Forgive me, Lucio said as he lowered his mouth to hers. But I must.

He kissed her. Her lips yielded to his gentle pressure, opening to him. Lucio groaned in bliss, the energy coursing through him, the kiss building, surging, growing hotter and hotter

Until she struck him.

The thud of her palms against his chest knocked the wind from his lungs. Lucio prevented himself from falling off the edge of the bed, and managed a smile. Sleeping beauty awakes! he said, bowing slightly.

You freakin’ pig!

With that pronouncement, Ginger sat up abruptly, her thick auburn hair askew, her dress falling far south of modesty. She choked in outrage, yanking the dress up past a set of stupendous breasts all the way to her clavicle. That’s when she screamed.

In the two decades he’d roamed the globe as a nature photographer for Geographica magazine, he’d dealt with hysterical females of every size, shade, nationality, and demeanor. They’d cursed him in a variety of tonguesMandarin, Punjabi, and Cajun French initially came to mindand in a variety of exotic settings. The Nepalese highlands. Kenya’s Rift Valley. Under a canopy of strangler fig vines over the Upper Amazon. But he couldn’t remember any of them being as desirable as Ginger Garrison. There was something beguiling about the womanquite tall but, oh, so feminine. He guessed she was in her mid-thirties, at the peak of mature beauty, with fiery hazel eyes and delicate hands, one of which was, at that very moment, flying toward his face, palm flat and open.


The guest-room door flew wide, and Lucio immediately recognized the cavalry as the other two bridesmaids in the wedding party, an older, mannish woman named Beatrice Latimer, and a little dark-haired cutie named Roxanne Bloom. Though he would have preferred it the other way around, Roxanne was in a bulky bathrobe and Bea was in a camisole and panties.

What the fuck? Bea said, balling her fists at her sides.

Allow me to introduce myself. Lucio rose from the bed and headed toward the neutral center of the room. I am Lucio Montevez, but those who know me well call me Lucky. The women did not seem impressed. Your friend fainted on the walkway outside, and I brought her here to recover.

We don’t care if you’re the pope! Roxanne’s eyes flew wide. We heard Ginger scream and we’re calling the police!

Lucio tried not to laugh. There is no need, I assure you.

Really? Bea took a step toward him, and by the looks of the woman’s defined quadriceps, she meant business. Because it sure looks like you just assaulted her. Bea pointed at Ginger. Her dress is open. She looks unraveled. That scream was the real deal. Your luck has just run out, dude.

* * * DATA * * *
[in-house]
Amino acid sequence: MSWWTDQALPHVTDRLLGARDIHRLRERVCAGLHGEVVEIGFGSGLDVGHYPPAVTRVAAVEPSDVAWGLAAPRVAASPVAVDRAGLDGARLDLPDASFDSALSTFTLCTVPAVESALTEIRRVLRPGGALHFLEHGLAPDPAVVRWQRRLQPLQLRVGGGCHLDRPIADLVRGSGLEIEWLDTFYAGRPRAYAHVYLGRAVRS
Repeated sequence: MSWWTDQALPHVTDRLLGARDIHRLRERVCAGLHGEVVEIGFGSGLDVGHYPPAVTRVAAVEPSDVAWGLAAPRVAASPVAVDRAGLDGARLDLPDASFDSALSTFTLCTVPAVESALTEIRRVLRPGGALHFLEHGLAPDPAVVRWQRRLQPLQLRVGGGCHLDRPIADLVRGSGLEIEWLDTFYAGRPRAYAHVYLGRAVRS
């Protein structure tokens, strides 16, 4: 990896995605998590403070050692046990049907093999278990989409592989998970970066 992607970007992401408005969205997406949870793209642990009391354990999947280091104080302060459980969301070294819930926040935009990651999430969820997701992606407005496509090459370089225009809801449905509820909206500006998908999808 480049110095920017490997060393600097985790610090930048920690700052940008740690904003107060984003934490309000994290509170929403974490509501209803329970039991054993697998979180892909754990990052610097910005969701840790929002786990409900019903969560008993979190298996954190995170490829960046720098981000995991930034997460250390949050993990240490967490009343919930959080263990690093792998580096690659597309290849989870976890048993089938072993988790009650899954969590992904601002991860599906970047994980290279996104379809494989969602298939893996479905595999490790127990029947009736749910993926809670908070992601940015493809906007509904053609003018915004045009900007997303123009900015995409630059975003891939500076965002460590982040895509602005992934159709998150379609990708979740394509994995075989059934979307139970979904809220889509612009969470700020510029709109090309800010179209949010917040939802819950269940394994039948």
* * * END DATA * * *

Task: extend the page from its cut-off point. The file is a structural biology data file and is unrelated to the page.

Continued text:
Wait. It was Ginger. She fumbled with the dress, clutching it to her chest as she reached around her back to find the open zipper. Then she blinked, quickly shook her head, and touched her lips. Her eyes shot toward him. I couldn’t breathe. I saw you step out from behind the roses, then everything went black. Ginger’s jaw slackened. Her hand fell to her side. And she stared at him in shock.

Ginger’s friend had been rightthe woman was unraveled. Lucio certainly hadn’t meant to unnerve her to this degree. It was only a kiss.

You said you were waiting for me, Ginger whispered, horror in her eyes.

I did.

Then you said something in Spanish. What was it?

I merely explained that you’d stolen my heart.

Ginger’s eyes went wider still. You kissed me.

I had hoped to revive you, Lucio said, smiling. I am happy to see it worked.

Ever heard of a cold cloth on the forehead? Roxanne asked.

Lucio laughed. This has been a rare pleasure, ladies. Please let me know if you should need further assistance.

He headed toward the door, looking back long enough to see the loathing in Bea’s sneer and the distrust in Roxanne’s narrowed eyes. Ginger, however, was once again touching a pair of lips that had drifted into a dreamy smile.

With a nod, Lucio headed down the steps and outside, a smile of his own spreading across his face. Without a doubt, loosening the dress of the hazel-eyed, auburn-haired Ginger Garrison had been the most pleasant surprise of the last three months, and Lucio decided he’d allow himself a moment to savor it. After all, he deserved a brush with beauty in the midst of all the ugliness that had recently become his life.

Are you okay? Roxanne rushed to the side of the bed and knelt on the rug, reaching for Ginger’s hand. Did he hurt you?

Ginger blinked at her friend, feeling thoroughly stunned. Maybe the blackout had restricted the flow of oxygen to her brain! How embarrassing would that be, finding out from her doctor that cramming her size six body into a size four bridesmaid’s dress had led to permanent brain damage?

Ginger? Can you hear me?

Huh? Ginger stared at Roxie until her friend’s face came into focus. Oh. Yeah. I’m fine.

With a loud sigh, Bea shut the guest-room door and began her commentary. It simply fascinates me how men walk around this planet thinking they can just help themselves to women, like the female race is nothing but one giant sexual smorgasbord set out for their enjoyment.